‘North Korea Has Launched a Missile’ Tweet Prematurely Launched

Officials in the Japanese city of Yokohama mistakenly announced the launch of a North Korean missile to 40,000 followers on Twitter.

So, this happened.

ABC (“Yokohama mistakenly tweets N Korean missile launch“):

Officials in the Japanese city of Yokohama have been left red-faced after mistakenly announcing the launch of a North Korean missile to 40,000 followers on Twitter.

The city, south of Tokyo, prematurely fired its tweet just before noon (local time), announcing “North Korea has launched a missile” with blank spaces to indicate the exact time.

“We received a call from one of our followers who had noticed the mistake,” a city official said.

“We had the Tweet ready and waiting, but for an unknown reason it was dispatched erroneously.”

The city retracted the tweet about 20 minutes later and apologised to followers of @yokohama_saigai, the official said.

There have been numerous instances over the years of media outlets prematurely posting obituaries of people while they’re still alive. It’s a standard industry practice to have canned obits for very famous people who are old or sick and, well, mistakes happen.

But how much time, really can pre-loading a 140-character tweet save?

FILED UNDER: National Security, Quick Takes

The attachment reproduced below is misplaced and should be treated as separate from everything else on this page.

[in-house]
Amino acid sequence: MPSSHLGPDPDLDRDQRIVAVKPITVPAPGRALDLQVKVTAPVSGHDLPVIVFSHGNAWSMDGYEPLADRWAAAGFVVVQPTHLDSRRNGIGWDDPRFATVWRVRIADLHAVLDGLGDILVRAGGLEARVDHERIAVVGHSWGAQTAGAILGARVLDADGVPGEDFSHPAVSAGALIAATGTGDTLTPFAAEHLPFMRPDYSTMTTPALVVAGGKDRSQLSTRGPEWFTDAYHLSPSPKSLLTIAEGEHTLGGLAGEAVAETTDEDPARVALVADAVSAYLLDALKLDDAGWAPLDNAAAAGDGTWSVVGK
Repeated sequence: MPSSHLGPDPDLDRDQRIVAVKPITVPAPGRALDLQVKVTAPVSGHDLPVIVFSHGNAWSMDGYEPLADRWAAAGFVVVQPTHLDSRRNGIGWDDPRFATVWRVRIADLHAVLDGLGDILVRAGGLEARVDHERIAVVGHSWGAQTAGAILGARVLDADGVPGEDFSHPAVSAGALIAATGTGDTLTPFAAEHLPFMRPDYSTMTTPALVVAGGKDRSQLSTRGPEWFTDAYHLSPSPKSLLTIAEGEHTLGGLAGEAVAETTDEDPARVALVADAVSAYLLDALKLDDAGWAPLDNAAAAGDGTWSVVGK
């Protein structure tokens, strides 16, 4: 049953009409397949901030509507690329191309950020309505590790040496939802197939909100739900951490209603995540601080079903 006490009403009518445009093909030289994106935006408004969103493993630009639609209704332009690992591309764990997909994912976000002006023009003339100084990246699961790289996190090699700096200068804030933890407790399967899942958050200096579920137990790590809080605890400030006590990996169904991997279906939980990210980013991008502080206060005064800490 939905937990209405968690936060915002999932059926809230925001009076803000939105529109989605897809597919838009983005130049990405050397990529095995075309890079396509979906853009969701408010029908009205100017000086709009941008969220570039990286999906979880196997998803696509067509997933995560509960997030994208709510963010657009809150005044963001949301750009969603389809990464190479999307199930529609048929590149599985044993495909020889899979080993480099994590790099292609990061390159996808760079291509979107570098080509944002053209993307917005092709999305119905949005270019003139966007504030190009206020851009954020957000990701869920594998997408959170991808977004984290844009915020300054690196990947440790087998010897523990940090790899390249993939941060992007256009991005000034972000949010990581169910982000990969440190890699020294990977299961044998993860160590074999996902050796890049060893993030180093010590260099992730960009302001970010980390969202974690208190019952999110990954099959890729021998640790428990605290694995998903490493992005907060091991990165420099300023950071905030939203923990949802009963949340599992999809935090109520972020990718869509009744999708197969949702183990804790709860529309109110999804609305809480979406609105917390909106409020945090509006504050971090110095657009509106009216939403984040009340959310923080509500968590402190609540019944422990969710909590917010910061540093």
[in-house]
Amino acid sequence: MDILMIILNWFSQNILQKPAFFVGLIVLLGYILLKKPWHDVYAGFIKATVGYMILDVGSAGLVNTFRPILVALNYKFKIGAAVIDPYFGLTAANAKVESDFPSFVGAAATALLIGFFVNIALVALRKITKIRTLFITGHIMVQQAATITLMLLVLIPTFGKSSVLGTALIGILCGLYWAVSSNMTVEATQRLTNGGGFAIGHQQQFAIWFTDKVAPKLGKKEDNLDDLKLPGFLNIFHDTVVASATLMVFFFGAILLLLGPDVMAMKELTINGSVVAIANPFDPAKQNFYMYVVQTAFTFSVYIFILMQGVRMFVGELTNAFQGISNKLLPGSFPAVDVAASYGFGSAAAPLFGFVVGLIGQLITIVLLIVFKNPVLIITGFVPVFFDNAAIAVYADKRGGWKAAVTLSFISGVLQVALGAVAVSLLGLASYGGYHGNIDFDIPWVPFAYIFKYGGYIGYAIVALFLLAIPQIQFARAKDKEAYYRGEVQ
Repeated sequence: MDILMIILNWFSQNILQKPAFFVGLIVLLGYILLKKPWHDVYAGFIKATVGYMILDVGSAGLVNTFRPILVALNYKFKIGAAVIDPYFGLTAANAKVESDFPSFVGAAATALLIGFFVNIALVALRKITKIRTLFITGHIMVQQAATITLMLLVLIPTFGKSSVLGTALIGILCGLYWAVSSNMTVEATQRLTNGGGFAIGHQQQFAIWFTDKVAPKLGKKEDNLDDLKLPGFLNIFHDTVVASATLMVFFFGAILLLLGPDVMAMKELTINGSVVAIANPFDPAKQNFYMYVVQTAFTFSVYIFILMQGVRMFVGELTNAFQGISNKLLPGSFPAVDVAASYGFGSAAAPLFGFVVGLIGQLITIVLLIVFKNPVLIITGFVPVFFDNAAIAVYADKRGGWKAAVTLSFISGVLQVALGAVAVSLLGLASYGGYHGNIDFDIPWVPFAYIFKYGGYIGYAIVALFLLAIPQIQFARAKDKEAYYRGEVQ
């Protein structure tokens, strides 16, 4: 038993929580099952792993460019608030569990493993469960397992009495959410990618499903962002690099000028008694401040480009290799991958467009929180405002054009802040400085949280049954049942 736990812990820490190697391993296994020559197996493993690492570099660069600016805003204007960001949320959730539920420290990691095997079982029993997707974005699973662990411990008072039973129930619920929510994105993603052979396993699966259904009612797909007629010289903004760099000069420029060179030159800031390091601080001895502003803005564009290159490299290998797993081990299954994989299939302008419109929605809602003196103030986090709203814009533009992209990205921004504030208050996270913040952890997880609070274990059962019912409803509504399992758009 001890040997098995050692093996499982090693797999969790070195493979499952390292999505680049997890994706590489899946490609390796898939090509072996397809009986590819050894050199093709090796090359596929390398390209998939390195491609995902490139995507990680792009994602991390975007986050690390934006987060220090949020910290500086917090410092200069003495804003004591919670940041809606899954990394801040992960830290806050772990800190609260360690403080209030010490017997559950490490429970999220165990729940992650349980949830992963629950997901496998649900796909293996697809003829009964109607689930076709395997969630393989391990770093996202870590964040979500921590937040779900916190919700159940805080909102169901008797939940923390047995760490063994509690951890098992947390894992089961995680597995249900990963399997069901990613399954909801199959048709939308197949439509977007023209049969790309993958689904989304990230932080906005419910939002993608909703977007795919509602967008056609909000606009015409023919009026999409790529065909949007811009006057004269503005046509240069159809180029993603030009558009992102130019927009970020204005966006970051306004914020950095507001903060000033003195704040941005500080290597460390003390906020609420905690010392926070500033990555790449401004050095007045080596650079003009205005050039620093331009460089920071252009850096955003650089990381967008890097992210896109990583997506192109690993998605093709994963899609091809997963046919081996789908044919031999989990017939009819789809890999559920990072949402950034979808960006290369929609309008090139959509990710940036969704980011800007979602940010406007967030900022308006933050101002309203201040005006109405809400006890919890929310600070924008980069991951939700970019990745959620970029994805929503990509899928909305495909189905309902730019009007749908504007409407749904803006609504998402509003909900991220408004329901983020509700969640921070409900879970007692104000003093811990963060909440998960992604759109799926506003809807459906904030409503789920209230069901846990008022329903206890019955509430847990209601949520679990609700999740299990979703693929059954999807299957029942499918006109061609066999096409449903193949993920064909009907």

James Joyner
About James Joyner
James Joyner is Professor and Department Head of Security Studies at Marine Corps University's Command and Staff College and a nonresident senior fellow at the Scowcroft Center for Strategy and Security at the Atlantic Council. He's a former Army officer and Desert Storm vet. Views expressed here are his own. Follow James on Twitter @DrJJoyner.


  1. legion says:

    Well, the Japanese are known for obsessing about their toilets – I guess they used them all today.

  2. wr says:

    Boy, back in the 80s we only had to be worried about nuclear war breaking out because the defense computers mistook a flock of geese for incoming missiles. Now it’s some yutz on twitter.

  3. Gustopher says:

    When you’re that close to where the missile is being launched from, every second counts. If they didn’t preload the tweet, they run the risk of never responding to a North Korean attack.

  4. John Peabody says:

    Just a good reminder to question every bit of data from a “Breaking Alert”. It is so incredibly easy to spread mis-information. Don’t demand details from the poor spokesman…that person may unwittingly start to fill in the gaps where there is no hard data. This is what happened the night Osama Bin Laden was killed… and now many people cry ‘conspiracy!’ becuase the stories don’t match.